Published April 2009 Vol. 13 Issue 3
A much-anticipated report gauging how American communities deal with their homeless will likely be released by summer 2009. Every two years the National Coalition for the Homeless (NCH) and the National Law Center on Homelessness and Poverty (NLCHP) publish a joint study documenting trends in U.S. cities toward the criminalization of homelessness.
In recent years, cities across the nation have increasingly passed stricter vagrancy laws that ban activities such as sleeping or sitting in public spaces, eating in public places and begging or panhandling. Denver joined the growing ranks of cities making it tougher to be homeless three years ago when it began enforcing new ordinances to curb panhandling downtown and along the 16th Street Mall.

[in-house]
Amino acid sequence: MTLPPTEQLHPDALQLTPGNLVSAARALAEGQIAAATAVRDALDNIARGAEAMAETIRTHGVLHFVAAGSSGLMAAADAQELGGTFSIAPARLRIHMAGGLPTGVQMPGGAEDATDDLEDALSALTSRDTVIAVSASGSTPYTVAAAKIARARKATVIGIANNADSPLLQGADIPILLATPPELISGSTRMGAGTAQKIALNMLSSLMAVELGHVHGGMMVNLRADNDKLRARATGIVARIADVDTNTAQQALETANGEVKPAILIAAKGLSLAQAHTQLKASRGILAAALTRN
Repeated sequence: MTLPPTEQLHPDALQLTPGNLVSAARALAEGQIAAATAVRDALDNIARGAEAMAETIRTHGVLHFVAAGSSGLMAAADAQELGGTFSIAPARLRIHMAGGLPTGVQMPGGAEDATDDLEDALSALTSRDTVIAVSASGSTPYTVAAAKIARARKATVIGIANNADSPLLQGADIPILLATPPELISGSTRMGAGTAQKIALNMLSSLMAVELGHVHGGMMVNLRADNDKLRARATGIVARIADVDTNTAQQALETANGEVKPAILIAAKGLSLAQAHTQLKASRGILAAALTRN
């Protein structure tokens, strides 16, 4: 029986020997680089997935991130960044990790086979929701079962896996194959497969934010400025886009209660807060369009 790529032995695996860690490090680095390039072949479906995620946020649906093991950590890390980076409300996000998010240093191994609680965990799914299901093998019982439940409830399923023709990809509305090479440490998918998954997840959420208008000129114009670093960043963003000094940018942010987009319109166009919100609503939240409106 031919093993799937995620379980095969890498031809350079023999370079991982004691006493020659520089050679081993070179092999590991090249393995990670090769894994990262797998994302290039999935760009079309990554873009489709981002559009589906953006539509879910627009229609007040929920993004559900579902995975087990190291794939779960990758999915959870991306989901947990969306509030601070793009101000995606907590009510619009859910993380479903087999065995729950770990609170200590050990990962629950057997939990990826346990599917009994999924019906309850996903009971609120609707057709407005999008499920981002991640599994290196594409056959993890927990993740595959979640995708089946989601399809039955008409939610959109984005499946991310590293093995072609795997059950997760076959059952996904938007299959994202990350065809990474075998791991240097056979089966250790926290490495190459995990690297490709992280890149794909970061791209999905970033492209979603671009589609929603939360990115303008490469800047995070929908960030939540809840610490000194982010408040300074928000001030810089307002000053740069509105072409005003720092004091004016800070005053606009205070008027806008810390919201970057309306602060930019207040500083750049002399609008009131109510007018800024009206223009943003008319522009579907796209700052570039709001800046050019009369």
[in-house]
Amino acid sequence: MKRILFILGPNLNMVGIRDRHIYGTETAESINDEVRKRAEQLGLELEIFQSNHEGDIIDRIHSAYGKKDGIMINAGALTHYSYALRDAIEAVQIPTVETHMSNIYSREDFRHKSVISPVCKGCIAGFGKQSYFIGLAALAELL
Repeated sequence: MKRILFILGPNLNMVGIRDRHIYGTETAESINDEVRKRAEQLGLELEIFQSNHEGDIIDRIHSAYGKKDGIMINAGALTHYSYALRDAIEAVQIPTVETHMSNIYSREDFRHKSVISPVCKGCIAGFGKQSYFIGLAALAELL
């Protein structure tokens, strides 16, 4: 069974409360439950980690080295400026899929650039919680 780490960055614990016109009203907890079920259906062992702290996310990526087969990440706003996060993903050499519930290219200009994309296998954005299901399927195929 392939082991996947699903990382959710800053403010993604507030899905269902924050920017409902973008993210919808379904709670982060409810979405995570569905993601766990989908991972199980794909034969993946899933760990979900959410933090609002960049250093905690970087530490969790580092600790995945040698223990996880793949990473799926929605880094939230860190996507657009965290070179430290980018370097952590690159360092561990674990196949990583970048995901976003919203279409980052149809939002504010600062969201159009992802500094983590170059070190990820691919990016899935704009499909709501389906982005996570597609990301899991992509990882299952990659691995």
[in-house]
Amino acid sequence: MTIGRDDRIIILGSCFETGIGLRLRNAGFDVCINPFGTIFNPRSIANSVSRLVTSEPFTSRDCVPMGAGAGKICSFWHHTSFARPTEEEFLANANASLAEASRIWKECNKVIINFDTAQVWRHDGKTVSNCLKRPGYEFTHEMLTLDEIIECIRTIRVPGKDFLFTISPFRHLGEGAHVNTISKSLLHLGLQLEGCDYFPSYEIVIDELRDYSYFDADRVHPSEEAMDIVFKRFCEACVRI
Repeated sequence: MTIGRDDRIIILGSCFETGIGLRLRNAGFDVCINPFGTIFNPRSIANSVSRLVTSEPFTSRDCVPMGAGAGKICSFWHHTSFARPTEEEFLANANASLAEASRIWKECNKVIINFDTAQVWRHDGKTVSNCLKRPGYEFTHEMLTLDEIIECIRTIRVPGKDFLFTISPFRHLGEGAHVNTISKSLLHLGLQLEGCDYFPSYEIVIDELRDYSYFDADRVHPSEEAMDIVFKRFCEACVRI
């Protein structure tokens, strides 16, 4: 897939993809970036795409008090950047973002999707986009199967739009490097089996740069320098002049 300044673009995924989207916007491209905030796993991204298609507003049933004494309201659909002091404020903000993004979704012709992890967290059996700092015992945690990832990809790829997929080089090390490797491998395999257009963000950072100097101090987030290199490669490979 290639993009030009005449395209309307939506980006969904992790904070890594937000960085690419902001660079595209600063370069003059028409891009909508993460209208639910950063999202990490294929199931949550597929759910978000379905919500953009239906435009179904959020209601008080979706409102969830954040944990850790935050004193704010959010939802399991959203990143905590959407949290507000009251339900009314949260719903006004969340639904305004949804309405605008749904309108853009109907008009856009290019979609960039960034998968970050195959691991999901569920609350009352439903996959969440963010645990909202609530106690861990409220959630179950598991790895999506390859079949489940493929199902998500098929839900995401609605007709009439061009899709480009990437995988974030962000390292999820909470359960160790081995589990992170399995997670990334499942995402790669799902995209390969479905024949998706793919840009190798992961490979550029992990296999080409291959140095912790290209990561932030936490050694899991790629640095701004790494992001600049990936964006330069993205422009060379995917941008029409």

According to the NCH’s ‘A Dream Denied,’ a report which studied cities nation-wide, between 2002 and 2007 there was a:
12% increase laws prohibiting begging in certain public places
18% increase in laws that prohibit aggressive panhandling
14% increase in laws prohibiting sitting or lying in certain public spaces
3% increase in laws prohibiting loitering or loafing
Michael Stoops, the Director of NCH, confirmed that although they haven’t finished compiling all the data yet, in their preliminary research NCH sees the trend toward criminalization continuing.